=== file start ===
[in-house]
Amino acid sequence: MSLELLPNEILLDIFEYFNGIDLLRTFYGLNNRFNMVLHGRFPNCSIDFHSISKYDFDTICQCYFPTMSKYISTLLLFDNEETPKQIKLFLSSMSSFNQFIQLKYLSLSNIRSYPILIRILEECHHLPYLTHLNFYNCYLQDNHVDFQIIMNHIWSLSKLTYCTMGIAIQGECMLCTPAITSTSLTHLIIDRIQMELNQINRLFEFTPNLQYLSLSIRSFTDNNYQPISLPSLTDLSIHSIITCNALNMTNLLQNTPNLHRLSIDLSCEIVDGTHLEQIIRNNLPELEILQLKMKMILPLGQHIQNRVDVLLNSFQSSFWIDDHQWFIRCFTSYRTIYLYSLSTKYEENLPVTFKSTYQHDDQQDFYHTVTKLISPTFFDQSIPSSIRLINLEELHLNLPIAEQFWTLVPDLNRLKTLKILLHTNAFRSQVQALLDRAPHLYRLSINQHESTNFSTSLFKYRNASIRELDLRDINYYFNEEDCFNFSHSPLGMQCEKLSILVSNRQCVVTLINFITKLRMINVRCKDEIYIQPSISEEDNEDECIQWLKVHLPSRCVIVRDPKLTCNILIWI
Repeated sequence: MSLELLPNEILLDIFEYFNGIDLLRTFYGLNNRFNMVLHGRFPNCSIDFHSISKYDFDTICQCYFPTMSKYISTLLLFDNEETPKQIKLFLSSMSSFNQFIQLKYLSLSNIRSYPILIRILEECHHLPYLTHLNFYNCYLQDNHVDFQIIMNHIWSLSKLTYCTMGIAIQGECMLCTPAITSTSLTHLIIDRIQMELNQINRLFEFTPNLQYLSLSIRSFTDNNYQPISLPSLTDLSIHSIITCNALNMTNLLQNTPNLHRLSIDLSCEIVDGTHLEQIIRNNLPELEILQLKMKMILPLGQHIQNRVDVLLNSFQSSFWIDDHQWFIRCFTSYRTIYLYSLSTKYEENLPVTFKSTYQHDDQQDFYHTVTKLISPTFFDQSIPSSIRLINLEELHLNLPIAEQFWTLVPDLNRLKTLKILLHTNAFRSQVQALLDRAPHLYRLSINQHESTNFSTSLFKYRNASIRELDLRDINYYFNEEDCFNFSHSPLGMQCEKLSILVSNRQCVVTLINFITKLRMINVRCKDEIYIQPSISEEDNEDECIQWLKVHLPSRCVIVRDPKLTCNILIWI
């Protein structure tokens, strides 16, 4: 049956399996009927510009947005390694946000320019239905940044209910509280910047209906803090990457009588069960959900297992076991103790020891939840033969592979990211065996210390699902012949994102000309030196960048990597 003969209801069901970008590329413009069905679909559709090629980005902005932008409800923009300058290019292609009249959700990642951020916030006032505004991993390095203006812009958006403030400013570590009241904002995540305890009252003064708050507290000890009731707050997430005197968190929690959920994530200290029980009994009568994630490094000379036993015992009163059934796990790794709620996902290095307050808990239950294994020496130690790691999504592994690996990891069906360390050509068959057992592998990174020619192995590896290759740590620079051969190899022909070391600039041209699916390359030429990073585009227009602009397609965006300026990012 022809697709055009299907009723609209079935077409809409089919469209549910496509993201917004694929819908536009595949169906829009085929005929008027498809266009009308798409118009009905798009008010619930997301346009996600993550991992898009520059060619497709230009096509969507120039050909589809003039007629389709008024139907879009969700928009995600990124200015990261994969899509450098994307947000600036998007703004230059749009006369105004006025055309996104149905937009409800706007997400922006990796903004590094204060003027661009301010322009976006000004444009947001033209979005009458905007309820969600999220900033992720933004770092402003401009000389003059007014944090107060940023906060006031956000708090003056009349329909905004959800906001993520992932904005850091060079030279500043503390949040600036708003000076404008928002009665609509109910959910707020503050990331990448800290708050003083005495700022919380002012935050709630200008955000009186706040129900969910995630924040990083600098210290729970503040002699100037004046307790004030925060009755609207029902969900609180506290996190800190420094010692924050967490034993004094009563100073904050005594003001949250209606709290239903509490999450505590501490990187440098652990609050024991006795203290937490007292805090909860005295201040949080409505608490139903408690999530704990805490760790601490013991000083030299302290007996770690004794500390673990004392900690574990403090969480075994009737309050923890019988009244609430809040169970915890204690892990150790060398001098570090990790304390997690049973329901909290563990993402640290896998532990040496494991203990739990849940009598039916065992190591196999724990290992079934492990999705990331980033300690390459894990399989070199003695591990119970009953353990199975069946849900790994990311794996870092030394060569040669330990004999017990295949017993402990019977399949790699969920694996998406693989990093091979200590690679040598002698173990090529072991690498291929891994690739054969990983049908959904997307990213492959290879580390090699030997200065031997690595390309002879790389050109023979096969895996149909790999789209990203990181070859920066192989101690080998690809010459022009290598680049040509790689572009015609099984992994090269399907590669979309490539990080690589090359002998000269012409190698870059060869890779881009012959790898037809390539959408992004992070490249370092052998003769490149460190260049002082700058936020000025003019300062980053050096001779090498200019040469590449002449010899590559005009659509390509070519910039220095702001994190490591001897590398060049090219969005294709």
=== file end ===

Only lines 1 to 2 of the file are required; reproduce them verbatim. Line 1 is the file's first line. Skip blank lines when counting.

[in-house]
Amino acid sequence: MSLELLPNEILLDIFEYFNGIDLLRTFYGLNNRFNMVLHGRFPNCSIDFHSISKYDFDTICQCYFPTMSKYISTLLLFDNEETPKQIKLFLSSMSSFNQFIQLKYLSLSNIRSYPILIRILEECHHLPYLTHLNFYNCYLQDNHVDFQIIMNHIWSLSKLTYCTMGIAIQGECMLCTPAITSTSLTHLIIDRIQMELNQINRLFEFTPNLQYLSLSIRSFTDNNYQPISLPSLTDLSIHSIITCNALNMTNLLQNTPNLHRLSIDLSCEIVDGTHLEQIIRNNLPELEILQLKMKMILPLGQHIQNRVDVLLNSFQSSFWIDDHQWFIRCFTSYRTIYLYSLSTKYEENLPVTFKSTYQHDDQQDFYHTVTKLISPTFFDQSIPSSIRLINLEELHLNLPIAEQFWTLVPDLNRLKTLKILLHTNAFRSQVQALLDRAPHLYRLSINQHESTNFSTSLFKYRNASIRELDLRDINYYFNEEDCFNFSHSPLGMQCEKLSILVSNRQCVVTLINFITKLRMINVRCKDEIYIQPSISEEDNEDECIQWLKVHLPSRCVIVRDPKLTCNILIWI